Igor Bubelov About Blog Photos

Thunderbolt 4 and USB 4

January 13, 2020

Thunderbolt 3 is an interface that is available on pretty much every high-end laptop nowadays. It’s almost too good to be true. Thunderbolt-enabled hardware have a set of unified USB ports that can be connected to up to four PCIe 3.0 lanes. One such lane gives us up to 8 GT/s (985 MB/s), so it should give us up to 32 GT/s, although Intel claims that it’s capable of 40 GT/s. I’m not sure where those extra 8 GT/s come from, but many people claim that their Thunderbolt 3 devices are only capable of ~22 GT/s. Anyway, it’s crazy fast!

Fast transfer speed is not the only benefit of Thunderbolt 3, it also allows us to charge our devices or send video output to external monitors. It’s also possible to use an external GPU and even Ethernet over Thunderbolt. Think of a small GPU enclosure that you can connect to your laptop with a single USB cable and aside from being able to do many GPU-intensive tasks, it would also keep your laptop charged and route your traffic via a wired interface which may improve your network throughput and latency. It’s a truly amazing little port.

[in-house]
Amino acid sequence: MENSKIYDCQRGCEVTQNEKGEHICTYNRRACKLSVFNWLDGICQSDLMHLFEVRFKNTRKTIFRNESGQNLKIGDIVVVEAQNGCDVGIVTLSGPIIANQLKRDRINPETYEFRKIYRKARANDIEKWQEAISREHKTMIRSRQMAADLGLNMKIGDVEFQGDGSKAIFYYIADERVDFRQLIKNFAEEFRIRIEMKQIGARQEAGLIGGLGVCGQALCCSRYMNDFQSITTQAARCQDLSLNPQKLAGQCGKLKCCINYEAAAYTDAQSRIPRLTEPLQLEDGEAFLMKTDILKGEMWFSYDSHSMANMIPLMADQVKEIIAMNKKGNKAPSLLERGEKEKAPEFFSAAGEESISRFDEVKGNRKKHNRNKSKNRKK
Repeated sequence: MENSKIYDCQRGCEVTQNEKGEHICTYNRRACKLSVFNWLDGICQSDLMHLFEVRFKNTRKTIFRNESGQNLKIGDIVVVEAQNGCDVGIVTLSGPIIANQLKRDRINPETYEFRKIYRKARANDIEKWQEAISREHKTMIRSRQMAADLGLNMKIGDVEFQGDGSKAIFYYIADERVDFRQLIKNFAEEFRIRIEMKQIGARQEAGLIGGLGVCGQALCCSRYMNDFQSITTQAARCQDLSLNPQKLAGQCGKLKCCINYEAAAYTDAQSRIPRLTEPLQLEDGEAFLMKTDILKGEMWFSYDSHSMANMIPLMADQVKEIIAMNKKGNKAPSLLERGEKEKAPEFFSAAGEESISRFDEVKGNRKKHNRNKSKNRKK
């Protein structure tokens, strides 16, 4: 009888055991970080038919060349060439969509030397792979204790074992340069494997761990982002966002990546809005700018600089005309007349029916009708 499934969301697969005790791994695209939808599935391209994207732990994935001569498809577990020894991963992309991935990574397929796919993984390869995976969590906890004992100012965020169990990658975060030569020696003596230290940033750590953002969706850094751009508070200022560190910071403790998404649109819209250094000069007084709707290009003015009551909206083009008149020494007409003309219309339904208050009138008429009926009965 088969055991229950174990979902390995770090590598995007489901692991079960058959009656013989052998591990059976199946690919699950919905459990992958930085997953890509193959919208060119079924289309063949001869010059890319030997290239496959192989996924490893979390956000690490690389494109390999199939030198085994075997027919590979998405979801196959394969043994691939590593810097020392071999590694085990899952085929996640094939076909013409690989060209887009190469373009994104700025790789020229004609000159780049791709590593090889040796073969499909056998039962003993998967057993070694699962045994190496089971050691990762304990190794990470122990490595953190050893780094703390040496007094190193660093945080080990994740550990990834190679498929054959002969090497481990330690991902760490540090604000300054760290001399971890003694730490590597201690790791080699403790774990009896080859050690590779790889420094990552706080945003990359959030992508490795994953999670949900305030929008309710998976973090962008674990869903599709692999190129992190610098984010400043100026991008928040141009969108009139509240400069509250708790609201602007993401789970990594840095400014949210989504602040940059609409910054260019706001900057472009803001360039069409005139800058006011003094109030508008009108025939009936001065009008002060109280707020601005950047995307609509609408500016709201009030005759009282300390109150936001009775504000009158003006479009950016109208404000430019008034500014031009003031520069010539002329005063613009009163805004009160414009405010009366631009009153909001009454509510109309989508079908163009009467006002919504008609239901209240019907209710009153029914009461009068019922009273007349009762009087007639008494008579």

So, on CES 2020 keynote, Intel announced a new generation of Thunderbolt: Thunderbolt 4, which left many people excited and confused at the same time. Intel promised some speed improvements, so it’s supposed to be 4 times faster than… USB 3.2. 2x1. Well, that was unexpected. Why do they compare Thunderbolt 4 to USB when they have Thunderbolt 3 as a more clear point of reference? They announced that Thunderbolt 4 is 4 times faster than USB 3.2. 2x1, which means 40 GT/s, same speed as Thunderbolt 3. That’s very strange, maybe they’ll clarify things later.

Aside from Thunderbolt standards, now we also have USB4 out in the wild. It’s practically the same thing as Thunderbolt 3, nothing new and exciting, but at least it’s not semi-proprietary which is nice. It looks like we’re going to stick with 40 GT/s for a while.

Actually, I expected that Intel would use the full potential of PCIe 4.0 which doubles the bandwidth to 16 GT/s (1970 MB/s) per every lane. A man can dream.